Although equity markets are still showing short-term strength, the warning signs are all there that things are likely to get far worse.

At the heart of the requirement for a radical restructuring of the financial sector is the issue of how addicted to debt our society has become. We (Governments, companies and citizens) are leveraged to the hilt. In the USA in 1954 $1.1 of debt generated $1 of economic output; in 2008 the ratio increased to $4.4:1. In other words debt is 4 times less effective than it was 55 years ago. As with any addict we are suffering from the severe, diminishing returns of our habit.

Clearly this cannot last in the long run.

I have written before that policy responses to the Credit Crisis needed to be bold, innovative and properly targeted. The severity of the situation facing us cannot be underestimated. Part of me is now starting to wonder whether or not our Governments and Central Banks have actually got things so wrong, that they have in fact substantially brought forward the point at which there will be no choice but to act decisively, quite simply, because things will be so terrible.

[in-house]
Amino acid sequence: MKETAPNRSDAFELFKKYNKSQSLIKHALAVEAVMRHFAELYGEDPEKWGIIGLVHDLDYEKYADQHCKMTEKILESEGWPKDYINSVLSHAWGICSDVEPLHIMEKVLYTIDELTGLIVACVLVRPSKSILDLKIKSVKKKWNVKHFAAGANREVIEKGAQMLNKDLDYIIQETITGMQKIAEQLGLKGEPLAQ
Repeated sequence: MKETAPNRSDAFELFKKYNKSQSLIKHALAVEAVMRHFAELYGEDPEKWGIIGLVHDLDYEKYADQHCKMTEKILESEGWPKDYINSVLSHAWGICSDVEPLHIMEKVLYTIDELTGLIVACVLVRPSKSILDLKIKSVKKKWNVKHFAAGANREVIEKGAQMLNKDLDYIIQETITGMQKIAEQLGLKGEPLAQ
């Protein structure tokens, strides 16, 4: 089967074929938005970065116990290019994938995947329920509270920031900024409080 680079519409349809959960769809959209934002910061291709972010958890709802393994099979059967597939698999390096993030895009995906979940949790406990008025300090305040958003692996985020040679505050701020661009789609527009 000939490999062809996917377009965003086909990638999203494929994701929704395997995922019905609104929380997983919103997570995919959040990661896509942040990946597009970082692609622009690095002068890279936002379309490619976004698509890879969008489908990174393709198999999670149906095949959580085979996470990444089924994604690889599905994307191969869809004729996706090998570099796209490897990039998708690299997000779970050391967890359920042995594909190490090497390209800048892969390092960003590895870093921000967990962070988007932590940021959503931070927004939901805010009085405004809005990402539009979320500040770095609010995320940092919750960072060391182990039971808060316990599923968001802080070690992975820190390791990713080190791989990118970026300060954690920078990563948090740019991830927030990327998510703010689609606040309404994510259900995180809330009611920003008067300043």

On the face of it this is a very pessimistic outlook. However I believe it will actually serve society for the best in the long run, as our re-purposed economies will be based on more sustainable principles and fundamentals. Maybe this is a pipe dream, but I am going to give it a lot more thought….

14th April Not getting carried away with Goldman’s results

In case you missed it Goldman Sachs apparently “blew away” market expectations, when they announced a bumper set of results. They made a profit of $1.66 billion in the first quarter of this year and announced plans to raise $5 billion to help pay off the money the company received from the TARP